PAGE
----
04. Proper Charge Methods 8

GUIDE: Batteries in a portable world. 4. Proper Charge Methods 8

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4.5 Charging the Lithium Ion Battery

The Li-ion charger is a voltage-limiting device similar to the lead acid battery charger. The difference lies in a higher voltage per cell, tighter voltage tolerance and the absence of trickle or float charge when full charge is reached.

While the lead acid battery offers some flexibility in terms of voltage cut-off, manufacturers of Li-ion cells are very strict on setting the correct voltage. When the Li- ion was first introduced, the graphite system demanded a charge voltage limit of 4.10V/cell. Although higher voltages deliver increased energy densities, cell oxidation severely limited the service life in the early graphite cells that were charged above the 4.10V/cell threshold. This effect has been solved with chemical additives. Most commercial Li-ion cells can now be charged to 4.20V. The tolerance on all Li-ion batteries is a tight +/-0.05V/cell.

Industrial and military Li-ion batteries designed for maximum cycle life use an end-of-charge voltage threshold of about 3.90V/cell. These batteries are rated lower on the watt-hour-per-kilogram scale, but longevity takes precedence over high energy density and small size.

The charge time of all Li-ion batteries, when charged at a 1C initial current, is about 3 hours. The battery remains cool during charge. Full charge is attained after the voltage has reached the upper voltage threshold and the current has dropped and leveled off at about 3 percent of the nominal charge current.

Increasing the charge current on a Li-ion charger does not shorten the charge time by much. Although the voltage peak is reached quicker with higher current, the topping charge will take longer. Figure 4-5 shows the voltage and current signature of a charger as the Li-ion cell passes through stage one and two.

Some chargers claim to fast-charge a Li-ion battery in one hour or less. Such a charger eliminates stage 2 and goes directly to ‘ready’ once the voltage threshold is reached at the end of stage 1. The charge level at this point is about 70 percent. The topping charge typically takes twice as long as the initial charge.

No trickle charge is applied because the Li-ion is unable to absorb overcharge. Trickle charge could cause plating of metallic lithium, a condition that renders the cell unstable. Instead, a brief topping charge is applied to compensate for the small amount of self-discharge the battery and its protective circuit consume.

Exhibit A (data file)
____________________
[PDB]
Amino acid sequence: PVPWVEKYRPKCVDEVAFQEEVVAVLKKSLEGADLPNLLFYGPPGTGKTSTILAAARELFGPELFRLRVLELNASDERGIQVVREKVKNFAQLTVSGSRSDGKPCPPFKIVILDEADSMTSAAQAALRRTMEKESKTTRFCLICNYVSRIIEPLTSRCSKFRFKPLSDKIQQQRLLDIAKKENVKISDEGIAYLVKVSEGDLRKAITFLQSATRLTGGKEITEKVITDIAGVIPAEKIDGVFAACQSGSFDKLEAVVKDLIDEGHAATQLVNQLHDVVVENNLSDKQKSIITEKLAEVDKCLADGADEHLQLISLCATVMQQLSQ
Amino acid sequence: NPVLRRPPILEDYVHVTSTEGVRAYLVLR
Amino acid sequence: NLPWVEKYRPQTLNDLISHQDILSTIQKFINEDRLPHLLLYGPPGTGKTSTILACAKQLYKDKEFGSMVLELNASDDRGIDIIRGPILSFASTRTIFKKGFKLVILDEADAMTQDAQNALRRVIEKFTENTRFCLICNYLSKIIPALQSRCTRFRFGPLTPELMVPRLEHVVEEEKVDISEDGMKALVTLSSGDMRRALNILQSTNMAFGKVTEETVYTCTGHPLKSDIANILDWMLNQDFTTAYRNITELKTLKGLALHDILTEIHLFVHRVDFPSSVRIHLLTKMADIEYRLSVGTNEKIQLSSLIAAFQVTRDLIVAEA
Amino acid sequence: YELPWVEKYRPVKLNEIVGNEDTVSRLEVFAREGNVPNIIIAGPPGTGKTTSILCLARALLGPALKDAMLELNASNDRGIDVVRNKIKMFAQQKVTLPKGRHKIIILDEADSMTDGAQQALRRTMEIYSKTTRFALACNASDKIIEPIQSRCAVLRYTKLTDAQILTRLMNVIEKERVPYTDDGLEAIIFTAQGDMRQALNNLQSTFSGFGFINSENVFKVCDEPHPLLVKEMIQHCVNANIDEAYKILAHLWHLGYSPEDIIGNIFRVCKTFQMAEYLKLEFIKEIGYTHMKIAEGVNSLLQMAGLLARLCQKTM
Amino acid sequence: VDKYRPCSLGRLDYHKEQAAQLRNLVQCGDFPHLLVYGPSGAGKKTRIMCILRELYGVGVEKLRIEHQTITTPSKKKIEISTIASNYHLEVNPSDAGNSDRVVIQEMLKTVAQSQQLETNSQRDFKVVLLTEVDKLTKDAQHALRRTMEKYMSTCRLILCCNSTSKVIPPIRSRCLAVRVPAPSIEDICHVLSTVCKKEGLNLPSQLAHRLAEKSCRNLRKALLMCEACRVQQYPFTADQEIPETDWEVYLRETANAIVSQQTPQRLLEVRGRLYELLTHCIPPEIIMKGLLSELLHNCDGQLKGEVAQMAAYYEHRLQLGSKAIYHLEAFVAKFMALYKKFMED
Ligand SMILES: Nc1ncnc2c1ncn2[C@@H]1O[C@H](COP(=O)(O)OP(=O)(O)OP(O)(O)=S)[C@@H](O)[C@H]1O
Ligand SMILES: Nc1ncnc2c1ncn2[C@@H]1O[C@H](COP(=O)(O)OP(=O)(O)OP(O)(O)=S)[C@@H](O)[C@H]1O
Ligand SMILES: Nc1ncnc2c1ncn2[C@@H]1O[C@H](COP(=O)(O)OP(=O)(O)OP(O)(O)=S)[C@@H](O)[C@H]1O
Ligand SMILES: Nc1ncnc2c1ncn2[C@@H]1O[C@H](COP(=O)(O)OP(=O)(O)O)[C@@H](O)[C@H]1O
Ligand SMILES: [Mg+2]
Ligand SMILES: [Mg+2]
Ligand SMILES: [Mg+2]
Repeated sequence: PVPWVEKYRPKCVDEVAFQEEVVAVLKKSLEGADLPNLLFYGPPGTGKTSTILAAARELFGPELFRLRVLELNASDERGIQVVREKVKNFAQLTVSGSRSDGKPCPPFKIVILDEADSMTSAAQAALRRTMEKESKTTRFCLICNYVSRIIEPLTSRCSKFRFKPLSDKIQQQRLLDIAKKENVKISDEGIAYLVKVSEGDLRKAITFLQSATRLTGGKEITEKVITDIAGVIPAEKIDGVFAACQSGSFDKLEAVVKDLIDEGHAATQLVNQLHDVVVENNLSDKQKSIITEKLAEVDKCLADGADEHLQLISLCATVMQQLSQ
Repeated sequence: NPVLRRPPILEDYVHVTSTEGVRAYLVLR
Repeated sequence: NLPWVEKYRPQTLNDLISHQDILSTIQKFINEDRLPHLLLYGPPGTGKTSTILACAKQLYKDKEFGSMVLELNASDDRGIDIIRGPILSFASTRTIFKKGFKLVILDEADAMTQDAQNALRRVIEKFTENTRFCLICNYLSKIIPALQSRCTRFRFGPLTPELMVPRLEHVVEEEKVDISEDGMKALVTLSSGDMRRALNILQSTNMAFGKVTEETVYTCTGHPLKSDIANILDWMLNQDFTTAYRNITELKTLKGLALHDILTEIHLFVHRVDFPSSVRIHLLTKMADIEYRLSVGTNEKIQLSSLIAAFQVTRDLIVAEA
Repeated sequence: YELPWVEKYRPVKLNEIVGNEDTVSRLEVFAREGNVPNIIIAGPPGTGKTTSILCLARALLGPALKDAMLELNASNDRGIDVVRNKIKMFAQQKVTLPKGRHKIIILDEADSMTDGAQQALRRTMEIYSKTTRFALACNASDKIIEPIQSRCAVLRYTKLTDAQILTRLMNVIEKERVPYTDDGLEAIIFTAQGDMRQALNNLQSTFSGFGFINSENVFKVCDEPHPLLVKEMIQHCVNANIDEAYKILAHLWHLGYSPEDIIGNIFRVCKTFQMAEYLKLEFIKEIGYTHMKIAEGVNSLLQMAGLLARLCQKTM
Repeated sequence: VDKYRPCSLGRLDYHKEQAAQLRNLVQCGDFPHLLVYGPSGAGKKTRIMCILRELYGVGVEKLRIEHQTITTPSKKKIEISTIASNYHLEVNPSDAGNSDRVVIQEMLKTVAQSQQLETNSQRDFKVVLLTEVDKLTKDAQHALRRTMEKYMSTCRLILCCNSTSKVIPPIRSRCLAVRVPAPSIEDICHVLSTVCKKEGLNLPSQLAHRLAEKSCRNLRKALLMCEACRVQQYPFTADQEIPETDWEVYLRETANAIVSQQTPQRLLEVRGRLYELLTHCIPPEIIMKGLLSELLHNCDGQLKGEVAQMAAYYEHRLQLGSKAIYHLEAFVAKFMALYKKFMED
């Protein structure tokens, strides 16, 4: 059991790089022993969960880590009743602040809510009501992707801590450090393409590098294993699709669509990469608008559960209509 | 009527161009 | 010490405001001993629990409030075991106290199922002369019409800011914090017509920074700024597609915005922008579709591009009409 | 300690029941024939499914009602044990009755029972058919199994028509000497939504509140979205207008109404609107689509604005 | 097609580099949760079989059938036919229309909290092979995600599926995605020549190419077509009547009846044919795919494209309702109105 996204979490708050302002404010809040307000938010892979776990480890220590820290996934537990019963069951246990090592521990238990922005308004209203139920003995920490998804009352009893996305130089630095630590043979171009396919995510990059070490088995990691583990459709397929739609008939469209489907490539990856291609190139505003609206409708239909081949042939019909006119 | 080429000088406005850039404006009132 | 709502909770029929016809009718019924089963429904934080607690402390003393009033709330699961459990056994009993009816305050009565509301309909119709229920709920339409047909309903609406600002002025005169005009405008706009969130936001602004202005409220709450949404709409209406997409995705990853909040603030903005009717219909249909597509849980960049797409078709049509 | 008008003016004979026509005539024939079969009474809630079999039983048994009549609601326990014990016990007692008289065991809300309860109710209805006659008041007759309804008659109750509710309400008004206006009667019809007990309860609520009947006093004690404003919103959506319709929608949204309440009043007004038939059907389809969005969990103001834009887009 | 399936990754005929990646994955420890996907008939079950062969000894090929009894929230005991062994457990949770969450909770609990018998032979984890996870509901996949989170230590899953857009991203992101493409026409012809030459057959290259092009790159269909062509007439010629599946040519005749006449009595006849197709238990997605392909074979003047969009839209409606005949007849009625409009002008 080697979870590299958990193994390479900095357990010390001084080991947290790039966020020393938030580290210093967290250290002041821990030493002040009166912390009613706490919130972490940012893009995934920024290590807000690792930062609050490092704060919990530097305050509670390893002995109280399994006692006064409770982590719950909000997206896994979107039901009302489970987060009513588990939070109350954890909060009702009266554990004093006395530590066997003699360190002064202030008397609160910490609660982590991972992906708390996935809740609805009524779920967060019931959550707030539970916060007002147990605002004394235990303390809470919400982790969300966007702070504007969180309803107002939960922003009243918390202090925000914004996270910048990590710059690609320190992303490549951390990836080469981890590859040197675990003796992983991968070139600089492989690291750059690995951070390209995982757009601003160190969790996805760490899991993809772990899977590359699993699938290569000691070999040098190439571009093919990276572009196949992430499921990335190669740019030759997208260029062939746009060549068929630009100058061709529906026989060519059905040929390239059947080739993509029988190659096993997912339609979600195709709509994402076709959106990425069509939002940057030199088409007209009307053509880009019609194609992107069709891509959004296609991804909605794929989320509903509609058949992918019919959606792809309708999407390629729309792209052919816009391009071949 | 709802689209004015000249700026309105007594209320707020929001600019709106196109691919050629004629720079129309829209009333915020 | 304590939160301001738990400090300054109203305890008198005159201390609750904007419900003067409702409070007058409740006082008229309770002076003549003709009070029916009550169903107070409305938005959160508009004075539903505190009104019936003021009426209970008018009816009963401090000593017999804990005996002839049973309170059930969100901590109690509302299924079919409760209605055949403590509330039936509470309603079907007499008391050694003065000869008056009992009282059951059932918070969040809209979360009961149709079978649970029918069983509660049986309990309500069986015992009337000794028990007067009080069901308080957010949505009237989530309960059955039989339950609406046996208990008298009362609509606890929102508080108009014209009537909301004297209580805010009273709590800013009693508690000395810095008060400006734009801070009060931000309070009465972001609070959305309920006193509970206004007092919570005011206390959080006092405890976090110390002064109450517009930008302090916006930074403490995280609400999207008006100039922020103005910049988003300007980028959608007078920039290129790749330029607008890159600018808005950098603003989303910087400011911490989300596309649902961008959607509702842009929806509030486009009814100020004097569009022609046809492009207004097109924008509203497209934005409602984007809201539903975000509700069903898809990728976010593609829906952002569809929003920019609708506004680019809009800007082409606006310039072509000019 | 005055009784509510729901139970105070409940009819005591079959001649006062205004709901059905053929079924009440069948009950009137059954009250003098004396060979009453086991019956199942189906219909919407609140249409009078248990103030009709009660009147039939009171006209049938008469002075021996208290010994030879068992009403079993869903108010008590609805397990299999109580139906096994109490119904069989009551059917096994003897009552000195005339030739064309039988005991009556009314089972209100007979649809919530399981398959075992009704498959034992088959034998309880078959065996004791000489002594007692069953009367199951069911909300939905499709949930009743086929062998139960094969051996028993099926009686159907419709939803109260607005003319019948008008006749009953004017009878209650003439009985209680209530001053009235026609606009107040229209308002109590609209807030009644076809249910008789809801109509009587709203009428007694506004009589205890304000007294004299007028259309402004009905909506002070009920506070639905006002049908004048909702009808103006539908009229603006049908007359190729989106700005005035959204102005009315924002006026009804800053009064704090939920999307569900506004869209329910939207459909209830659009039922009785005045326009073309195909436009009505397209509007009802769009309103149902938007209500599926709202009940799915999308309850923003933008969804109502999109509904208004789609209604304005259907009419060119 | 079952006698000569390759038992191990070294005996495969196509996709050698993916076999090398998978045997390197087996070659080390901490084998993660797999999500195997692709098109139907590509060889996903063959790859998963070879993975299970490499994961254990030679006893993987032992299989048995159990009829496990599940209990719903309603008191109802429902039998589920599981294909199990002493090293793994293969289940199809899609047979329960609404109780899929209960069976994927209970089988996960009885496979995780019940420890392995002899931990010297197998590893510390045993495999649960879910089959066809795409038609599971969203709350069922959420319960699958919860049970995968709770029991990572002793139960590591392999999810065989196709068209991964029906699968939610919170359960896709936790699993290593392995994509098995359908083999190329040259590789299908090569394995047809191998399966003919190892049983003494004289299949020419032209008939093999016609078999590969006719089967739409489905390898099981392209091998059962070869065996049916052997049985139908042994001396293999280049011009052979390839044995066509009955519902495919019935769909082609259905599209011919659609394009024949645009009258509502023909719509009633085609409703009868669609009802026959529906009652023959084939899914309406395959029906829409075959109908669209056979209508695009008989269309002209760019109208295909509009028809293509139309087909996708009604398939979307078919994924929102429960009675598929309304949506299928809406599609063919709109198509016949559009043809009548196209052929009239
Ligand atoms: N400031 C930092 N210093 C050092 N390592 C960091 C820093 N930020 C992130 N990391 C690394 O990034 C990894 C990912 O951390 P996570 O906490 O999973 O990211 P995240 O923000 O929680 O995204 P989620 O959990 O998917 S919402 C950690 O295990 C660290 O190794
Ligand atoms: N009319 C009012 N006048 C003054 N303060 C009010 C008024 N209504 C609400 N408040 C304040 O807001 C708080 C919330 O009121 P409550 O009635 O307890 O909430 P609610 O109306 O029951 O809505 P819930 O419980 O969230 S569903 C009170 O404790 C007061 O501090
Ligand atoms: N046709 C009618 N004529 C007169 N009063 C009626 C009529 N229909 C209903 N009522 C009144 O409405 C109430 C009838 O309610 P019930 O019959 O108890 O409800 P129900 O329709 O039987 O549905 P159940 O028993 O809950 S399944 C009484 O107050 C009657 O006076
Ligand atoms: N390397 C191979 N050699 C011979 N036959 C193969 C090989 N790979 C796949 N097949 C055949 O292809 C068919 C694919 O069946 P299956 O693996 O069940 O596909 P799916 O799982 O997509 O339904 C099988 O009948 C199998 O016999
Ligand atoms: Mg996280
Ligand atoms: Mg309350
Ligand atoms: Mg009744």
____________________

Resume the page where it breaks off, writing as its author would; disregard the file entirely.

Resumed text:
Depending on the charger and the self-discharge of the battery, a topping charge may be implemented once every 500 hours or 20 days. Typically, the charge kicks in when the open terminal voltage drops to 4.05V/cell and turns off when it reaches 4.20V/cell again.

Figure 4-5:    Charge stages of a Li-ion battery.
Increasing the charge current on a Li-ion charger does not shorten the charge time by much. Although the voltage peak is reached quicker with higher current, the topping charge will take longer.

What if a battery is inadvertently overcharged? Li-ion batteries are designed to operate safely within their normal operating voltage but become increasingly unstable if charged to higher voltages. On a charge voltage above 4.30V, the cell causes lithium metal plating on the anode. In addition, the cathode material becomes an oxidizing agent, loses stability and releases oxygen. Overcharging causes the cell to heat up.

Much attention has been placed on the safety of the Li-ion battery. Commercial Li-ion battery packs contain a protection circuit that prevents the cell voltage from going too high while charging. The typical safety threshold is set to 4.30V/cell. In addition, temperature sensing disconnects the charge if the internal temperature approaches 90°C (194°F). Most cells feature a mechanical pressure switch that permanently interrupts the current path if a safe pressure threshold is exceeded. Internal voltage control circuits cut off the battery at low and high voltage points.

Exceptions are made on some spinel (manganese) packs containing one or two small cells. On overcharge, this chemistry produces minimal lithium plating on the anode because most metallic lithium has been removed from the cathode during normal charging. The cathode material remains stable and does not generate oxygen unless the cell gets extremely hot.

Important: In case of rupture, leaking electrolyte or any other cause of exposure to the electrolyte, flush with water immediately. If eye exposure occurs, flush with water for 15 minutes and consult a physician immediately.

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